The gentle giants of Beidelaman
By Richard Saunders, Special to The China Post
May 25, 2009, 9:29 am TWN
Standing for a group shot in front of the simply named Ancient Tree no. 1, there's ample room for ten of us to pose, lined up in a row and leaning on the tree's prodigiously broad, curving trunk.
The biggest of the four Beidelaman Ancient Trees (北得拉曼神木) on the slopes of Mount Niaozui (鳥嘴山) in Hsinchu (新竹) County, it's a true giant, so it's astonishing to find this leviathan has no place in Taiwan's top ten largest (or rather hugest) ancient trees.
Reaching the ancient trees of Mount Niaozui requires something of a mini expedition (as does getting to the biggest of all Taiwan's trees, the astonishing Mount Dashue Tree in Miaoli County), but seeing several other trees on Taiwan's top ten list is surprisingly easy.
Taiwan's second biggest tree (according to the official list), the Lulin Ancient Tree (鹿林神木) is just a couple of minutes' walk off the New Central Cross-island Highway, about ten kilometers east of the entrance to Alishan (阿里山) Forest Recreation Area, while the island's fifth and tenth greatest can both be seen as part of an easy stroll around the ancient tree grove at Daguan (Lalashan) Mountain (大觀山) in Taoyuan County.
Making the extra effort to get out to one of the more remote tree groves is well worth it, however. An important aspect of the fascination in visiting giant trees (most of Taiwan's better-known ancient trees are 2,500 or more years in age, which means they'd have pushed through the earth at about the time that Confucius wrote the Analects), is in exploring the vast forests in which they are secreted, and to really experience the sheer size and sense of remoteness of these wilderness areas, you'll have to forego the easier, more convenient places such as Daguan Mountain and get out to some of Taiwan's less-hyped giant tree groves, among which Beidelaman is a great example.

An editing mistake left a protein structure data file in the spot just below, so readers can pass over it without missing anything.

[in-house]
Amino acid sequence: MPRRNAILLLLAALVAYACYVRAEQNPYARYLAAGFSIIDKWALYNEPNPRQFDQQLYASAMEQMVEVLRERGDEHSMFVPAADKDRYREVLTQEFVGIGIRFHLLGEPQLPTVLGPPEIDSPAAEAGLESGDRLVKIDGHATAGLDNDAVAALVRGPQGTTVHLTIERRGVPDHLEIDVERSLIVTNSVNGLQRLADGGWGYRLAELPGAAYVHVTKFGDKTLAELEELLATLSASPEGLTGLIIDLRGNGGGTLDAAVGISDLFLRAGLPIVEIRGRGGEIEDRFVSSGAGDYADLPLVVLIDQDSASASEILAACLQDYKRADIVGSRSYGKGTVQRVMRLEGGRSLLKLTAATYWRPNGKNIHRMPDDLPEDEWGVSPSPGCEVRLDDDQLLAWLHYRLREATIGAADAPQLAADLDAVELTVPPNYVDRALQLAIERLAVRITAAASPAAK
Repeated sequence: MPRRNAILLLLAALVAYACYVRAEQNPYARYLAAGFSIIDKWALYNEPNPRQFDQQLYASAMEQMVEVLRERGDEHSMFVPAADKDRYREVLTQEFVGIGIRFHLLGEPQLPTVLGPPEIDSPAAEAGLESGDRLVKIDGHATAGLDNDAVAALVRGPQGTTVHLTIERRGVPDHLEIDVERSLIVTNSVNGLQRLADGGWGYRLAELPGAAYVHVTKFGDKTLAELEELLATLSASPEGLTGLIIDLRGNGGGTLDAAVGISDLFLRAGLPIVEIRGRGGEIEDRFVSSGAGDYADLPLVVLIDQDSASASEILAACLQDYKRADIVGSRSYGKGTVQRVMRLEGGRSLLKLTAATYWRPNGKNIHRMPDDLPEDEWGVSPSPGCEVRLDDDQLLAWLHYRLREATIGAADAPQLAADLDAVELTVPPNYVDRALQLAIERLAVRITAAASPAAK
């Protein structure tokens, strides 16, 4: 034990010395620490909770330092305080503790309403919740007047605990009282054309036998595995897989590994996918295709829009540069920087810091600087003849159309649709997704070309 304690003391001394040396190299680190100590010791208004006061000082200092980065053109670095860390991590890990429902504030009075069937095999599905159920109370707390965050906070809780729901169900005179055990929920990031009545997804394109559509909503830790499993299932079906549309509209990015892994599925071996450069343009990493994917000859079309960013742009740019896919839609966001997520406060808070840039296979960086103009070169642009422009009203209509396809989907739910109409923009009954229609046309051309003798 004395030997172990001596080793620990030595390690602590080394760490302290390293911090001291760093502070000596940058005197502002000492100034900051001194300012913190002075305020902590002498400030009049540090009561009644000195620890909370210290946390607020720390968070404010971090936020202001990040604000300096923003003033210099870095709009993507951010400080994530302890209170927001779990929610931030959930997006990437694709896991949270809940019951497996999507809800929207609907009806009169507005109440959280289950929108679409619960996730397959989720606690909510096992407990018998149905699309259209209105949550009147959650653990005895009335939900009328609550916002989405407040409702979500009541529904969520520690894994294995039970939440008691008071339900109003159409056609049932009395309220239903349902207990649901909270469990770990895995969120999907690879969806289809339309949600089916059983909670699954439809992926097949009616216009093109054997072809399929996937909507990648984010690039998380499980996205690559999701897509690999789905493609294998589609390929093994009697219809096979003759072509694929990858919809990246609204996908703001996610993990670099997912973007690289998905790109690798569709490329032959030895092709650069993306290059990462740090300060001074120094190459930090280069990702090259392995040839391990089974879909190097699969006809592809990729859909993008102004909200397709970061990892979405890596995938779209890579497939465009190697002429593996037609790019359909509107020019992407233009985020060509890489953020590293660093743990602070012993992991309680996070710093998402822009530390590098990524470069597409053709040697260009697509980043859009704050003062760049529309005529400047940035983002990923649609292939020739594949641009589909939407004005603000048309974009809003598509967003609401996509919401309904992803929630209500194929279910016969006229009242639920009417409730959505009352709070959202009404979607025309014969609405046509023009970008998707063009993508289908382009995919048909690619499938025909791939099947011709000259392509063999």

The Beidelaman Ancient Trees lie at an altitude of 1,400 meters in mountainous Jianshi (尖石) Township, eastern Hsinchu County, and it's quite a rough drive to the trailhead, the last three (unsurfaced) kilometers of the mountain road being especially challenging. Finally reaching the map board which marks the trailhead, there's space to park several cars, and from here on the way is up, up and up, along a clear trail.
The steepest part of the long climb to the ridge, known as the 'Slope of Real Men', is a long, steep uphill slog. (By Richard Saunders, Special to The China Post)
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